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Drug metabolism and disposition: the biological fate of chemicals

Sulfinpyrazone C-glucuronidation is catalyzed selectively by human UDP-glucuronosyltransferase 1A9.


PMID 16985098

Abstract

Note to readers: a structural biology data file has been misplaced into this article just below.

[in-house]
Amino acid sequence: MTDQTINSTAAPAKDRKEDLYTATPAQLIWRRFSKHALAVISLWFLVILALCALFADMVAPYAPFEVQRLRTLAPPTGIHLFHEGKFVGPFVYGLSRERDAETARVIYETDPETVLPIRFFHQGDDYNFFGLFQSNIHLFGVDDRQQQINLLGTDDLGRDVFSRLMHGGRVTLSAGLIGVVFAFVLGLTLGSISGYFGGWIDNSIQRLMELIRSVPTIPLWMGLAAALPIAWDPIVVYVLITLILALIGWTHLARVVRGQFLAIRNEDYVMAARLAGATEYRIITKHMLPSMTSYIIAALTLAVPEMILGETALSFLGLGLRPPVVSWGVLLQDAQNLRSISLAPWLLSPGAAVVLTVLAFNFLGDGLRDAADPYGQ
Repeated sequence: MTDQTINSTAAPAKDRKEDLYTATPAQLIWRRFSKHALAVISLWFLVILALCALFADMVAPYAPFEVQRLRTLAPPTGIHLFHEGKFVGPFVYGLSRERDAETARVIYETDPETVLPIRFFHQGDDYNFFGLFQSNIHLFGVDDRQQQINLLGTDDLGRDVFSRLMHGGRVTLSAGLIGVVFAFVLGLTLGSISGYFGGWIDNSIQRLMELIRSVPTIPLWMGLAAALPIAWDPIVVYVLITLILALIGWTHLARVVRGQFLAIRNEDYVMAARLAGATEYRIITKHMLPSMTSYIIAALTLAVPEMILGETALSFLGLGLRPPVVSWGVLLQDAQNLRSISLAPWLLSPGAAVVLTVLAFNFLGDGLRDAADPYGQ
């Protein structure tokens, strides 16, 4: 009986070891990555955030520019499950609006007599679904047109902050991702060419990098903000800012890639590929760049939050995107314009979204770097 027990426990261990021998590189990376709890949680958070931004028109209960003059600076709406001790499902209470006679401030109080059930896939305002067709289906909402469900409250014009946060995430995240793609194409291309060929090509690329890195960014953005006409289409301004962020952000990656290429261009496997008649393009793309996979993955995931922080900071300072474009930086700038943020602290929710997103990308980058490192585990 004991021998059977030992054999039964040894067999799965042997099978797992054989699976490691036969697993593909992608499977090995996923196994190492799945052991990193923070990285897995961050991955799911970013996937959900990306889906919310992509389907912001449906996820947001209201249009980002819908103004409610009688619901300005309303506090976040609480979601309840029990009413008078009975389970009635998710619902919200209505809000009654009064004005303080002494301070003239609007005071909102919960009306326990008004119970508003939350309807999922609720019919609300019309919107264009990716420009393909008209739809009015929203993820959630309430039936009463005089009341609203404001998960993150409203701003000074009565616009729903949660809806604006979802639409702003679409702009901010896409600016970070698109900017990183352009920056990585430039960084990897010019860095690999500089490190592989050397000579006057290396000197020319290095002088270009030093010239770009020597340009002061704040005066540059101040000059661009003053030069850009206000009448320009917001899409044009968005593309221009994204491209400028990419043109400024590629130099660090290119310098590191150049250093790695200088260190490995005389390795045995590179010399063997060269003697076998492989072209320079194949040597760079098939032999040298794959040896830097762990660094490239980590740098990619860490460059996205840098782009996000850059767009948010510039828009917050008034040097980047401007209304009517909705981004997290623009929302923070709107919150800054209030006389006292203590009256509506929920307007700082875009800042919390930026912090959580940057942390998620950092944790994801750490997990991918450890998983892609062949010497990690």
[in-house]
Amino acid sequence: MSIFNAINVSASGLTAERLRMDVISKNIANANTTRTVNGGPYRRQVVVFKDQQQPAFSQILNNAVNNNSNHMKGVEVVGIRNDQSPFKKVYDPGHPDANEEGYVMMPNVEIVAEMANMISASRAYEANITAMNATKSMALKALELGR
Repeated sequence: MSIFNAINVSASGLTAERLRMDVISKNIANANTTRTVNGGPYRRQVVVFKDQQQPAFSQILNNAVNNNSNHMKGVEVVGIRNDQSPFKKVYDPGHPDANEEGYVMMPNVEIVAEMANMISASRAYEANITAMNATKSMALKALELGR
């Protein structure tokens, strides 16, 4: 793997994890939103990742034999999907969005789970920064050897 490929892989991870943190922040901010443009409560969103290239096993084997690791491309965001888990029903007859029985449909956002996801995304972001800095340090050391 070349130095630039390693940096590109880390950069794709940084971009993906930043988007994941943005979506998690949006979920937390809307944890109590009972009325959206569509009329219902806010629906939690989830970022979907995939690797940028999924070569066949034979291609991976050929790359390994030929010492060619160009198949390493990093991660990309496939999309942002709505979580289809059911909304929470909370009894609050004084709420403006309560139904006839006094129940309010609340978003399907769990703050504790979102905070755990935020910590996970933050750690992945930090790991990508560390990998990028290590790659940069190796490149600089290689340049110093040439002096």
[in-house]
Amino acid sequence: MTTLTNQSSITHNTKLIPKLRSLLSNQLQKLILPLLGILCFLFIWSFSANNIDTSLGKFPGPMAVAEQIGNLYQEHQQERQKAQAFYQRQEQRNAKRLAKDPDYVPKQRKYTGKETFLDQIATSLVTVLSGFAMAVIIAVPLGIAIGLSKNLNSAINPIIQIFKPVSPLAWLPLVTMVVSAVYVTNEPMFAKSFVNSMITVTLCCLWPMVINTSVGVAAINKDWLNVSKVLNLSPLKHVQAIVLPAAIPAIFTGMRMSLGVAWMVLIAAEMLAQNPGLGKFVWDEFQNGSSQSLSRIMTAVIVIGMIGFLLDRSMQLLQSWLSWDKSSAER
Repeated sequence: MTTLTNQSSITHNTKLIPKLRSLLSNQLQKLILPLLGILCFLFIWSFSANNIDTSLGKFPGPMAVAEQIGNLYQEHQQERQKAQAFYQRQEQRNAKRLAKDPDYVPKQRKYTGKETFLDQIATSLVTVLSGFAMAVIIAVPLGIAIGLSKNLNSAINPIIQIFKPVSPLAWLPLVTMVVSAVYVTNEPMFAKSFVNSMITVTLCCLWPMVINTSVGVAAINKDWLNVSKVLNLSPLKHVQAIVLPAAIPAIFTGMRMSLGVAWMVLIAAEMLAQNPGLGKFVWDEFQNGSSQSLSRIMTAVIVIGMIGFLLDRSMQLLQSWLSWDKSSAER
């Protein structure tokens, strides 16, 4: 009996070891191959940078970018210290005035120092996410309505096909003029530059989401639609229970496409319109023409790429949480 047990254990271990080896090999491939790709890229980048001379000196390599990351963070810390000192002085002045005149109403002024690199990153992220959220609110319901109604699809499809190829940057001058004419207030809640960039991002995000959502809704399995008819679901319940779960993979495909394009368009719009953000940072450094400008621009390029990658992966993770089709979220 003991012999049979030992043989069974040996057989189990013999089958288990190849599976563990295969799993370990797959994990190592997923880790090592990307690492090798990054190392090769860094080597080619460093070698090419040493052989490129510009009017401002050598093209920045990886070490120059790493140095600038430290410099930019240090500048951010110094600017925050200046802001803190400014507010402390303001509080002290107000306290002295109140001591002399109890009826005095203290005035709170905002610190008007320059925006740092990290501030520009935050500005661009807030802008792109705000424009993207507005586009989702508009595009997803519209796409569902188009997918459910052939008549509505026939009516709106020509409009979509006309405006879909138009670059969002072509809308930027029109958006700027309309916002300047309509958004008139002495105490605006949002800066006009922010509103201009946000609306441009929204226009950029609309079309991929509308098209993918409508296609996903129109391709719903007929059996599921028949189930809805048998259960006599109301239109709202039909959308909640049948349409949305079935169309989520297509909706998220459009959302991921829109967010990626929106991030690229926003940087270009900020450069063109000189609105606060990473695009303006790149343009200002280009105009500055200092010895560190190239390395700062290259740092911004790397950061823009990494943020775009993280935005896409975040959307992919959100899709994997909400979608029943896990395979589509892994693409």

The uricosuric agent sulfinpyrazone (SFZ) is metabolized via C-glucuronidation, an uncommon metabolic pathway, in humans. The present study aimed to characterize SFZ glucuronidation by human liver microsomes (HLMs) and identify the hepatic forms of UDP-glucuronosyltransferase responsible for this pathway. Incubations of SFZ with HLMs formed a single glucuronide that was resistant to beta-glucuronidase and acid hydrolysis, consistent with formation of a C-glucuronide. Mass spectral analysis confirmed the identity of the metabolite as SFZ glucuronide (sulfinpyrazone beta-D-glucuronide; SFZG). SFZ C-glucuronidation by HLMs exhibited Michaelis-Menten kinetics, with mean (+/- S.D.) Km and Vmax values of 51 +/- 21 microM and 2.6 +/- 0.6 pmol/min . mg, respectively. Fifteen recombinant human UDP-glucuronosyltransferases (UGTs), expressed in HEK293 cells, were screened for their capacity to catalyze SFZ C-glucuronidation. Of the hepatically expressed enzymes, only UGT1A9 formed SFZG. UGTs 1A7 and 1A10, which are expressed in the gastrointestinal tract, also metabolized SFZ, but rates of metabolism were low compared with UGT1A9. SFZ glucuronidation by UGT1A9 exhibited "weak" negative cooperative kinetics, which was modeled by the Hill equation (S50 16 microM). The data indicate that UGT1A9 is the enzyme responsible for hepatic SFZ C-glucuronidation and that SFZ may be used as a substrate "probe" for UGT1A9 activity in HLMs.

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